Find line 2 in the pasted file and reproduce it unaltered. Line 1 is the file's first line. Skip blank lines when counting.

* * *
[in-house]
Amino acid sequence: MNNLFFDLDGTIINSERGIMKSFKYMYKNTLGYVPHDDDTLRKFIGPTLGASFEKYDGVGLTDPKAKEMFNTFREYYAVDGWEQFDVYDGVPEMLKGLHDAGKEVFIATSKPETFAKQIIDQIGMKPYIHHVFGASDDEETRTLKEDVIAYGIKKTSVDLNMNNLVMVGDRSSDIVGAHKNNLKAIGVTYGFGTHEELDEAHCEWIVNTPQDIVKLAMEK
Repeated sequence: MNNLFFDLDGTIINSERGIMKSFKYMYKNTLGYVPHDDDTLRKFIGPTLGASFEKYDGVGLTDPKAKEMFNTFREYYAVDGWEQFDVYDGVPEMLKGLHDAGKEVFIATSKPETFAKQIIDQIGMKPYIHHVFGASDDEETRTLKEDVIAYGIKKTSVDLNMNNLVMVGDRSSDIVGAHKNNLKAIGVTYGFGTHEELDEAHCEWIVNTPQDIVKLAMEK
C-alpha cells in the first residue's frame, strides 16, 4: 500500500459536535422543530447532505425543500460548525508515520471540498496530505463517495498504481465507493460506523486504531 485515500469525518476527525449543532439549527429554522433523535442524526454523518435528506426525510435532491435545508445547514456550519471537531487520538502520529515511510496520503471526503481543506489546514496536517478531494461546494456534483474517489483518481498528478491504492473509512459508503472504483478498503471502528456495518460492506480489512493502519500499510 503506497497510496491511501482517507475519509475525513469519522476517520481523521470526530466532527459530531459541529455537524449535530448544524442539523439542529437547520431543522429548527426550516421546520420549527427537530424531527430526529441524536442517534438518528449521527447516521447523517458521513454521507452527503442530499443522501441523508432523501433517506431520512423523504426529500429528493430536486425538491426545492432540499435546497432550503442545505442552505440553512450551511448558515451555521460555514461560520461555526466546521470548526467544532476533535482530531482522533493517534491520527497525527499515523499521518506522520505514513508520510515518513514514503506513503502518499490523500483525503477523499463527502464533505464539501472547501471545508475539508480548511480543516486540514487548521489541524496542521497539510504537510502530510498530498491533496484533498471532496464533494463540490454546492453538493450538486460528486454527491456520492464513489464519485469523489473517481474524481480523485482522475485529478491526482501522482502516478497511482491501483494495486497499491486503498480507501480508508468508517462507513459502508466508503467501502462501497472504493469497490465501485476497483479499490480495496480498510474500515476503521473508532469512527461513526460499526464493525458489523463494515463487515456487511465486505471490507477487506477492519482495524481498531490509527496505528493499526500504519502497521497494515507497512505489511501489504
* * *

Amino acid sequence: MNNLFFDLDGTIINSERGIMKSFKYMYKNTLGYVPHDDDTLRKFIGPTLGASFEKYDGVGLTDPKAKEMFNTFREYYAVDGWEQFDVYDGVPEMLKGLHDAGKEVFIATSKPETFAKQIIDQIGMKPYIHHVFGASDDEETRTLKEDVIAYGIKKTSVDLNMNNLVMVGDRSSDIVGAHKNNLKAIGVTYGFGTHEELDEAHCEWIVNTPQDIVKLAMEK